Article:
As political leaders continue to debate how to address climate change, the SEC is poised to take (enforcement) action. In the latest example of how the Biden Administration is influencing the priorities of the SEC, the agency recently announced the creation of a Climate and Environmental, Social and Governance (ESG) Task Force in the Division of Enforcement. According to the SEC, the task force’s “initial focus will be to identify any material gaps or misstatements in issuers’ disclosure of climate risks under existing rules.” The task force will also focus on investment adviser and funds, analyzing their ESG strategies for disclosure and compliance issues.
The U.S. Securities and Exchange Commission (SEC) has restored the authority of senior Division of Enforcement (Enforcement) officials to initiate investigations, which had been revoked during the Trump administration.
On Tuesday, acting SEC chair, Allison Herren Lee, announced that certain senior Enforcement officials may once again exercise delegated authority to approve formal orders of investigation that empower Enforcement staff to subpoena documents and sworn testimony.
As the cannabis industry continues to evolve and generate capital raising and investment opportunities, the SEC Division of Enforcement will continue to closely keep watch and target the bad actors that new market opportunities such as this inevitably and unfortunately attract. Along those lines, investors looking to purchase stock in supposed cannabis company, Covalent Collective, may have found vindication in the recent judgment against Geoffrey Thompson, of Frankfurt, Illinois. Thompson is now permanently barred from engaging in the issuance, purchase, offer, or sale of any security, except in connection with his own personal account. On January 20, 2021, the United States District Court for the Northern District of Illinois (Case No. 1:20-cv-05205), ruled in favor of the United States Securities & Exchange Commission (SEC), in connection with its complaint targeting Thompson. Although Thompson did not admit or deny the allegations, he consented to the entry of the final judgment against him, which also ordered him to pay over half a million dollars collectively in disgorgement, prejudgment interest and civil penalties.
On January 8, 2021, the SEC issued a cease-and-desist order, Release No., 90875 (available here), formally resolving proceedings against Deutsche Bank AG. Deutsche Bank agreed to pay over $125 million as part of a global resolution of allegations that it violated the Foreign Corrupt Practices Act of 1977 (FCPA), in connection with its use of third-party intermediaries, business development consultants, and finders engaged to advance Deutsche Bank’s global business development efforts. The terms of Deutsche Bank’s universal settlement with the SEC and the U.S. Department of Justice included payment of more than $120 million, $43 million of that to resolve charges brought by the SEC, and the remainder in the form of criminal penalties paid to the Department of Justice.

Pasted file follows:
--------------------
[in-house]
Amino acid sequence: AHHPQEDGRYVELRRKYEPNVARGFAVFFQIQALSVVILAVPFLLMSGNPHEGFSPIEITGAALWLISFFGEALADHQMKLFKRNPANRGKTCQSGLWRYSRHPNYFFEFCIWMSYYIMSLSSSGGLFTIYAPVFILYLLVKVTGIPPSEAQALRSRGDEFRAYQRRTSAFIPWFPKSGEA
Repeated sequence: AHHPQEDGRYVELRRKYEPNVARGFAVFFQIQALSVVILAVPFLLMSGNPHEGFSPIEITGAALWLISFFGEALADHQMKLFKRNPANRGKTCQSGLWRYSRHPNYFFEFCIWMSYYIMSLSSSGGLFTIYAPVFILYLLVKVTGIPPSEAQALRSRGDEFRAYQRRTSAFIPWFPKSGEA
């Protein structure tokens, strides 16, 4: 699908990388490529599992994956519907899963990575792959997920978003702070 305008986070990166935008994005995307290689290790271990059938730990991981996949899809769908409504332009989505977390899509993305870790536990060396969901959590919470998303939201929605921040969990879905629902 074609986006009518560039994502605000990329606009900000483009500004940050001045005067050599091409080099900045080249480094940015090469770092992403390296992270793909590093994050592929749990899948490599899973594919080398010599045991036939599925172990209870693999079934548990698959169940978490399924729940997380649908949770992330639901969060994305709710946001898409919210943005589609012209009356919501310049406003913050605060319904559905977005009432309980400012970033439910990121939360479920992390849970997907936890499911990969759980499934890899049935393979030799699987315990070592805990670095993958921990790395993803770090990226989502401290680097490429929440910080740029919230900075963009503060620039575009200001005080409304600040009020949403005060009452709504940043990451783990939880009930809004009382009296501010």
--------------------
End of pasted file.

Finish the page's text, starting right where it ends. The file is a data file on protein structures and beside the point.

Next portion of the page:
On January 18, 2021, the incoming President’s Transition Team announced additional key administration post nominees, including Mr. Gary Gensler as SEC Chair. The announcement specifically provided the following regarding Mr. Gensler’s background:
Congress recently overrode President Trump’s veto of the $740 billion 2021 National Defense Authorization Act (“NDAA”) and signed it into law. While the focus of the NDAA is not on the U.S. Securities and Exchange Commission (“SEC”), the NDAA does include a provision that gives the SEC, for the first time ever, statutory authority to seek disgorgement in federal court for securities enforcement matters. Further, the NDAA also provides for a 10-year statute of limitations for the SEC to seek such disgorgement for scienter-based violations, extending and doubling the current 5-year statute of limitations.
Last week, on December 16, 2020, Chinese-based coffee chain Luckin Coffee Inc. (“Luckin”) agreed to a $180 million settlement with the United States Securities and Exchange Commission (“SEC”). Luckin’s American Depositary Shares traded on the Nasdaq until July 13, 2020. The settlement stems from allegations that Luckin defrauded investors by materially misstating revenues, expenses, and net operating losses. The SEC’s complaint alleges that these fraudulent accounting actions were taken in an attempt by Luckin to increase profitability and meet earnings estimates.
The case is a reminder of risks associated with investing in U.S. listed companies with Chinese operations, which the SEC flagged in a June 2011 bulletin and a December 2018 cautionary public statement. The case follows a number of SEC enforcement proceedings brought in 2011-2012 featuring trading halts or delistings of at least 50 companies in those years.
The SEC’s Division of Enforcement issued its annual report on November 2, 2020. According to the report, fiscal year 2020 saw the SEC file a total of 715 enforcement actions, representing a whopping 17% drop from the 862 enforcement actions it brought during the 2019 fiscal year. Indeed, the FY 2020 figure was the lowest in the past six years. The number of SEC enforcement actions filed against public companies (61) declined to a six-year low, representing the lowest number since 2014.